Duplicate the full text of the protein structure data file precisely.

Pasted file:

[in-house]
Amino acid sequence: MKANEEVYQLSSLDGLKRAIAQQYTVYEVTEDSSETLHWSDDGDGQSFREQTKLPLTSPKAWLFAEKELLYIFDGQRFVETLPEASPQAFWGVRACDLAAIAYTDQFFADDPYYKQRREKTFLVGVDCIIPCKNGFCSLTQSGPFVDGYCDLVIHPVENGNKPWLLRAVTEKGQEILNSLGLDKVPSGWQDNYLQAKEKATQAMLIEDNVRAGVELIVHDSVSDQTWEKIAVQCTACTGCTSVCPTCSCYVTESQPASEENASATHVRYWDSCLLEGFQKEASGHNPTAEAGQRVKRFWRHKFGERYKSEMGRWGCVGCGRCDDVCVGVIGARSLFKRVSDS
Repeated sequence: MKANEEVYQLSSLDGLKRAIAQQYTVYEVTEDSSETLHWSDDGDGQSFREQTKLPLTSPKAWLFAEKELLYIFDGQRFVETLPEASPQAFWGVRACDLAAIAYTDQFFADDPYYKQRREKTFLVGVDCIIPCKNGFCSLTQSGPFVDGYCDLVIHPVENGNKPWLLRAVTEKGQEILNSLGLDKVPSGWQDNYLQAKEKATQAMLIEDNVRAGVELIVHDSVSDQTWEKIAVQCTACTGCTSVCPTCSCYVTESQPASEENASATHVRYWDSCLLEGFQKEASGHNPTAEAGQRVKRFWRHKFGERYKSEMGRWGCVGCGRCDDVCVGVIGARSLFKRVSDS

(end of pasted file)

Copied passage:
[in-house]
Amino acid sequence: MKANEEVYQLSSLDGLKRAIAQQYTVYEVTEDSSETLHWSDDGDGQSFREQTKLPLTSPKAWLFAEKELLYIFDGQRFVETLPEASPQAFWGVRACDLAAIAYTDQFFADDPYYKQRREKTFLVGVDCIIPCKNGFCSLTQSGPFVDGYCDLVIHPVENGNKPWLLRAVTEKGQEILNSLGLDKVPSGWQDNYLQAKEKATQAMLIEDNVRAGVELIVHDSVSDQTWEKIAVQCTACTGCTSVCPTCSCYVTESQPASEENASATHVRYWDSCLLEGFQKEASGHNPTAEAGQRVKRFWRHKFGERYKSEMGRWGCVGCGRCDDVCVGVIGARSLFKRVSDS
Repeated sequence: MKANEEVYQLSSLDGLKRAIAQQYTVYEVTEDSSETLHWSDDGDGQSFREQTKLPLTSPKAWLFAEKELLYIFDGQRFVETLPEASPQAFWGVRACDLAAIAYTDQFFADDPYYKQRREKTFLVGVDCIIPCKNGFCSLTQSGPFVDGYCDLVIHPVENGNKPWLLRAVTEKGQEILNSLGLDKVPSGWQDNYLQAKEKATQAMLIEDNVRAGVELIVHDSVSDQTWEKIAVQCTACTGCTSVCPTCSCYVTESQPASEENASATHVRYWDSCLLEGFQKEASGHNPTAEAGQRVKRFWRHKFGERYKSEMGRWGCVGCGRCDDVCVGVIGARSLFKRVSDS